Another example. A monster hits a players character and the GM knows by the rules that if the hit is a critical hit the player’s character will die from the result. The GM alters the result behind the screen in order that the role is a crit and the player’s character dies.  This could be because the group is at a point in the narrative, such as a climactic final battle, where such a death feels appropriate. Or this could be a fight against a powerful enemy for the party to fight against such as a dragon or lich and the GM feels it appropriate that they’re able to kill one of the players. Or it could be the end of the session and the GM desires it to end on a dramatic note.

This example I think would almost unanimously be frowned upon by the players and the RPG community in general. Fudging a dice roll to kill a player seems bad form to say the least. Yet doing the same thing to prevent a situation killing the player is usually seen as understandable. In my mind, they’re both deadly impacting against player agency as they both force a pre-determined outcome on the player. Whilst the effects of the latter will have an immediate, visible and damaging effect on the player as they lost their character through no fault of their own the former has a far slower and insidious effect. It removes the consequence from a players actions and their agency.


There’s a famous quote by Gary Gygax

A DM only rolls the dice because of the noise they make.

I hate this quote. It makes my eyes twitch. It’s a shoddy excuse to disregard player agency in the face of lazy gming.  While it’s hard to gauge what exactly Gygax himself meant by the quote he was heavily into writing simulationist rules sets and modules so it’s hard to believe he’d entirely just disregard them.

The role of a GM is a neutral arbiter of the game and a solid, balanced ruleset along with the dice themselves are vital tools the GM needs to be that arbiter.  Human beings, in general, are not neutral creatures, we all have various biases and can be rather bad at making fair decisions especially in the heat of a moment hence being able to defer such decisions to a rules set and to the dice gods makes it possible to run a fair game in the first place.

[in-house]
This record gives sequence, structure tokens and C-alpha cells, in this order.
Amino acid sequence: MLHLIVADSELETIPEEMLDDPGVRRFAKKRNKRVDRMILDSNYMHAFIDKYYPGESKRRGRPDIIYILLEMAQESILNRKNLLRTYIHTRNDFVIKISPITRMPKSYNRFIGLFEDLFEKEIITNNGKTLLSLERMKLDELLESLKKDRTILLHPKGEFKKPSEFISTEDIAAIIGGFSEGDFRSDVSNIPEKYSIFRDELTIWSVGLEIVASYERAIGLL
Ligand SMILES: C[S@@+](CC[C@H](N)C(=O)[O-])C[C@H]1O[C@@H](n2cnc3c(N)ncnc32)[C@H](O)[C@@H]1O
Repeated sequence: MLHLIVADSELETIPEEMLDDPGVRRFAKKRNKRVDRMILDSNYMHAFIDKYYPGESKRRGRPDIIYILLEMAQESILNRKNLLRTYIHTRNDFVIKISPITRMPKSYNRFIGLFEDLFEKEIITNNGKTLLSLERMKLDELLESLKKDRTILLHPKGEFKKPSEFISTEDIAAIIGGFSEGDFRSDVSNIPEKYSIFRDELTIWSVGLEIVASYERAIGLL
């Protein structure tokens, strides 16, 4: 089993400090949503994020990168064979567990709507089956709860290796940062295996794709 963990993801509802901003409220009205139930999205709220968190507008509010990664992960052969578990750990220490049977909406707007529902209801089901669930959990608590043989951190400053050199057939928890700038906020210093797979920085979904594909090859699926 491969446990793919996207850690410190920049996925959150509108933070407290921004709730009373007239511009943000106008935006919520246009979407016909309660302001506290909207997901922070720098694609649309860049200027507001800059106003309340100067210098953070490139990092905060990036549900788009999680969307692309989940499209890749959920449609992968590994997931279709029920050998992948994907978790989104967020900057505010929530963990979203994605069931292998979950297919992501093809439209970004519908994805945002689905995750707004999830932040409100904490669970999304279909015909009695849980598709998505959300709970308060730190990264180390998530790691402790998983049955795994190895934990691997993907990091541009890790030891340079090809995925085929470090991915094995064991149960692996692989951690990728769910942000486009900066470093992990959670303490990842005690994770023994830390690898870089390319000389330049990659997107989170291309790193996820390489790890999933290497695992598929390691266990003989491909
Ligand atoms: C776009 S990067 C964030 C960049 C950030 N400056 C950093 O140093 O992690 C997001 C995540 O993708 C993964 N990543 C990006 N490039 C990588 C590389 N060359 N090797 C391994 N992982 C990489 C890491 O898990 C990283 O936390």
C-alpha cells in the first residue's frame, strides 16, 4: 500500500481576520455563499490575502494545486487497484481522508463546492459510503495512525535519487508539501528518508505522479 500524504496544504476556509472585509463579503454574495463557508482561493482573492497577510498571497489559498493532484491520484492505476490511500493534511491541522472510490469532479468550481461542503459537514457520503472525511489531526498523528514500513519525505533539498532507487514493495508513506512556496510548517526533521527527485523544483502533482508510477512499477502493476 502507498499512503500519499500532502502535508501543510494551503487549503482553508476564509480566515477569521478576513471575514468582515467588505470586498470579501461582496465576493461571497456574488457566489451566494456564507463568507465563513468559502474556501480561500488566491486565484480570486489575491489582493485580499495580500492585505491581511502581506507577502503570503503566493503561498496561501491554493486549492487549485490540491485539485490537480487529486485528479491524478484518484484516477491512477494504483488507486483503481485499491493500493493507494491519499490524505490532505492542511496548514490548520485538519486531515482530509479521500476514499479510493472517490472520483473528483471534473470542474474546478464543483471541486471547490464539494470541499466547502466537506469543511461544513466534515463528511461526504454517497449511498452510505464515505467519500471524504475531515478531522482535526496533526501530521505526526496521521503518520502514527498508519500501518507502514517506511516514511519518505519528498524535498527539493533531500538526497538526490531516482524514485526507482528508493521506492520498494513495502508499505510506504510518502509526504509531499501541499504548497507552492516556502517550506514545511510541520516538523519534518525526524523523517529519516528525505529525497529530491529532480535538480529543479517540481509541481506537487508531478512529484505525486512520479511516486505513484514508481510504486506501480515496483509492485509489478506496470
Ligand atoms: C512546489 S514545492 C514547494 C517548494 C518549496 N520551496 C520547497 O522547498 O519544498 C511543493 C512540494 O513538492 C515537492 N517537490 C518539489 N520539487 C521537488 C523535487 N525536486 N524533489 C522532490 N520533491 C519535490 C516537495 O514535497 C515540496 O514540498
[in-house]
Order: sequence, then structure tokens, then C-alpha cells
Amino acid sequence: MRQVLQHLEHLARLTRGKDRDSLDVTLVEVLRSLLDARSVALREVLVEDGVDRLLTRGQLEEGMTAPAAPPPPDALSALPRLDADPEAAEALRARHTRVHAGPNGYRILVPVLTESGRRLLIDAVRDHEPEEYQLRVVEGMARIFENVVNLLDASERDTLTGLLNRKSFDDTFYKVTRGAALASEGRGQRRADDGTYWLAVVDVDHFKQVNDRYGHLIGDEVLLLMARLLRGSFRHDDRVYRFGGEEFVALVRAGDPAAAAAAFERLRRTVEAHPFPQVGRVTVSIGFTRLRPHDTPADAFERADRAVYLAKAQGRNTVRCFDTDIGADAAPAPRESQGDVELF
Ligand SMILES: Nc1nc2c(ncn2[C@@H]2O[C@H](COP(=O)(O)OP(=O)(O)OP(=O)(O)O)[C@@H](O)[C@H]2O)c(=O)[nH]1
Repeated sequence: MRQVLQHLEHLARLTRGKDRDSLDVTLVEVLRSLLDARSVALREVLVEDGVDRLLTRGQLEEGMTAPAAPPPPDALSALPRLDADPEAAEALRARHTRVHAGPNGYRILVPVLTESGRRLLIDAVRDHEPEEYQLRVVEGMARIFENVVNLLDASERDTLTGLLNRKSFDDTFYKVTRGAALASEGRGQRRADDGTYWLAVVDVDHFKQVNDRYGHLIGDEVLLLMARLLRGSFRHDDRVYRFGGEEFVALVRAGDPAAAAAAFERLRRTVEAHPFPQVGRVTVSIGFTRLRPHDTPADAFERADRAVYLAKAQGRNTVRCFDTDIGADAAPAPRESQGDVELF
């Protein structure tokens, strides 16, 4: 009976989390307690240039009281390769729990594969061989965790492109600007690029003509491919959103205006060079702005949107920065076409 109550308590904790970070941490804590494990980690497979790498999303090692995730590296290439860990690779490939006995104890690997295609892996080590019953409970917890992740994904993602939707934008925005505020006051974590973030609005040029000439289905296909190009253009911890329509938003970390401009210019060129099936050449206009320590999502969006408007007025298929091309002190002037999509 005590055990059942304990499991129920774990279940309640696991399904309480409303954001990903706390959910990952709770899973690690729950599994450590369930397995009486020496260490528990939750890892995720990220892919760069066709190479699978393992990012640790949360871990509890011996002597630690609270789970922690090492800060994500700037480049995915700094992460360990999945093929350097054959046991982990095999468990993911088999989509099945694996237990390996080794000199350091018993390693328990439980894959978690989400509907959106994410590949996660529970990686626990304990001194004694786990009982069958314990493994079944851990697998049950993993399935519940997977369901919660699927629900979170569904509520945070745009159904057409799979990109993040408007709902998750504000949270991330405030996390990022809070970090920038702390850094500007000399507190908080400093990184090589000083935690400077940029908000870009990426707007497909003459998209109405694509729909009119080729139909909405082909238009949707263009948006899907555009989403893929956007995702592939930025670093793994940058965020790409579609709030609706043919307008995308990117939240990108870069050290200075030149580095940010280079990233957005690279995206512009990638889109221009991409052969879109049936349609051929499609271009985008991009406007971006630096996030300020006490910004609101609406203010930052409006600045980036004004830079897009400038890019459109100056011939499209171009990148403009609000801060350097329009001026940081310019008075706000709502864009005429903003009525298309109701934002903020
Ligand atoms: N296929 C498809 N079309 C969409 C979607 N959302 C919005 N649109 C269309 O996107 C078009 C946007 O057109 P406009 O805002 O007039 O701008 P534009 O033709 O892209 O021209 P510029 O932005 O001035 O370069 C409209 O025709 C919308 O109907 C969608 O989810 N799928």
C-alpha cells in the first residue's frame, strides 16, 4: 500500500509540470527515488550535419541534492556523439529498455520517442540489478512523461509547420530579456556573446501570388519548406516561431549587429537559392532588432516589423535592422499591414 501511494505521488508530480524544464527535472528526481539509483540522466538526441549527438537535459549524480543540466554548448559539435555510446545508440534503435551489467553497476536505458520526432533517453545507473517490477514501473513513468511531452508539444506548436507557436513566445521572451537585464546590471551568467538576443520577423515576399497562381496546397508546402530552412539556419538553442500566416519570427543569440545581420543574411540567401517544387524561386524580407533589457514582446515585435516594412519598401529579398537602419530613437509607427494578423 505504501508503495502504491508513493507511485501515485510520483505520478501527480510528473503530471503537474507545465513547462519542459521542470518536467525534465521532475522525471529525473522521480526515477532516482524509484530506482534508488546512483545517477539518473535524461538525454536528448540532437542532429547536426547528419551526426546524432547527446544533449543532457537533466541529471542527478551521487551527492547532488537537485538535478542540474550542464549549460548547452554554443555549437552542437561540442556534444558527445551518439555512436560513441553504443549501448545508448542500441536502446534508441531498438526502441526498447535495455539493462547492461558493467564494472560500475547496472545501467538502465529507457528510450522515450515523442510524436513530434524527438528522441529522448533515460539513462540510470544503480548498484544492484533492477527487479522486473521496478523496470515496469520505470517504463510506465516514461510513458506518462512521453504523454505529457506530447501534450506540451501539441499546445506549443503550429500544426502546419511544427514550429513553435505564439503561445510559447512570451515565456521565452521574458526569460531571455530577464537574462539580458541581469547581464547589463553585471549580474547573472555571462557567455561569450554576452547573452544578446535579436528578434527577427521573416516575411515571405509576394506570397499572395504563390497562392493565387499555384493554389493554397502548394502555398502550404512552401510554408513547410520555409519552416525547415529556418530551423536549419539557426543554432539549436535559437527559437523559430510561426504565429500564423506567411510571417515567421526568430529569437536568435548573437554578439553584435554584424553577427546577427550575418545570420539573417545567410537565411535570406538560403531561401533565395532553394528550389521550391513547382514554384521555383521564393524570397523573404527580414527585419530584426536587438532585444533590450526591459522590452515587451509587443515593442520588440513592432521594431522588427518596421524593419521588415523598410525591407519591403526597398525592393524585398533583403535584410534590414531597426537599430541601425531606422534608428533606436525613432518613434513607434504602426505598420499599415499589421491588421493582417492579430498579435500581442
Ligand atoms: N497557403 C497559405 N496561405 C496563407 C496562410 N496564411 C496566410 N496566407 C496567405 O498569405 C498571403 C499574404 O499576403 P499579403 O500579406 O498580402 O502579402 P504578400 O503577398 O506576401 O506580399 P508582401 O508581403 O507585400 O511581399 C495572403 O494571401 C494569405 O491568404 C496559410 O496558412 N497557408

The thought of playing in a game where the GM can simply ignore results of his own or my dice within the rules of the game that he simply doesn’t like is the antithesis of why I play a roleplaying game. To make decisions for my player character and see the outcome of those decisions within a consistent gameworld. A goal that dice fudging prevents. It was my choice to fight that Medusa if I failed the save and got petrified then that is on me. You don’t get to decide that as a GM any more than you get to decide the Medusa does turn me to stone.

A games master’s role is a difficult one, they always have to be prepared for the unexpected and in the heat of juggling all the various aspects of the game, it’s easy and understandable to want to fudge over things. Hence I challenge GM’s to roll with the punches more, to throw those dice out in the open and to move with the shifting and often unexpected results that can occur and the awesome moments that can spring up.

In my next article, I’ll discuss other forms of fudging in the game that go beyond dice rolling.

Read it here.